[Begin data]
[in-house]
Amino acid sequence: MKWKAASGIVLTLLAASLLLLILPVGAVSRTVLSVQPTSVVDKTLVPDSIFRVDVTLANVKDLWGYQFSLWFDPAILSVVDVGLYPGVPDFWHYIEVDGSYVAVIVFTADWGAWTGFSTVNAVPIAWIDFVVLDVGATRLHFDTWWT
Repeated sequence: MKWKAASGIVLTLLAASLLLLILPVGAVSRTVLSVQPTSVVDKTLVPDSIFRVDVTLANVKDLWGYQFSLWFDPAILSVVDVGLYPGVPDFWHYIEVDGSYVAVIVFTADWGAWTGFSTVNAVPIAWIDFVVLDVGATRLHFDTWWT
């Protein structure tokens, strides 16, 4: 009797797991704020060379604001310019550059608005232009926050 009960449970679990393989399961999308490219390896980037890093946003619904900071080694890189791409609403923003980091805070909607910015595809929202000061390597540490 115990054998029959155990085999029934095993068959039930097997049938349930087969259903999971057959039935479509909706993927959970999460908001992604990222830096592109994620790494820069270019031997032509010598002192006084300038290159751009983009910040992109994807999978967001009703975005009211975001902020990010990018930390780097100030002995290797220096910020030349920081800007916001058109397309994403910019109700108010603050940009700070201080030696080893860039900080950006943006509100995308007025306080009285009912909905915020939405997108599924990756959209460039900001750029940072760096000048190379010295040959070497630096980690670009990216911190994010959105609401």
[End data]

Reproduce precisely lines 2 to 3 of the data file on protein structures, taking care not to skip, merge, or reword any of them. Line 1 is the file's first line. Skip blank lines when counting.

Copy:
Amino acid sequence: MKWKAASGIVLTLLAASLLLLILPVGAVSRTVLSVQPTSVVDKTLVPDSIFRVDVTLANVKDLWGYQFSLWFDPAILSVVDVGLYPGVPDFWHYIEVDGSYVAVIVFTADWGAWTGFSTVNAVPIAWIDFVVLDVGATRLHFDTWWT
Repeated sequence: MKWKAASGIVLTLLAASLLLLILPVGAVSRTVLSVQPTSVVDKTLVPDSIFRVDVTLANVKDLWGYQFSLWFDPAILSVVDVGLYPGVPDFWHYIEVDGSYVAVIVFTADWGAWTGFSTVNAVPIAWIDFVVLDVGATRLHFDTWWT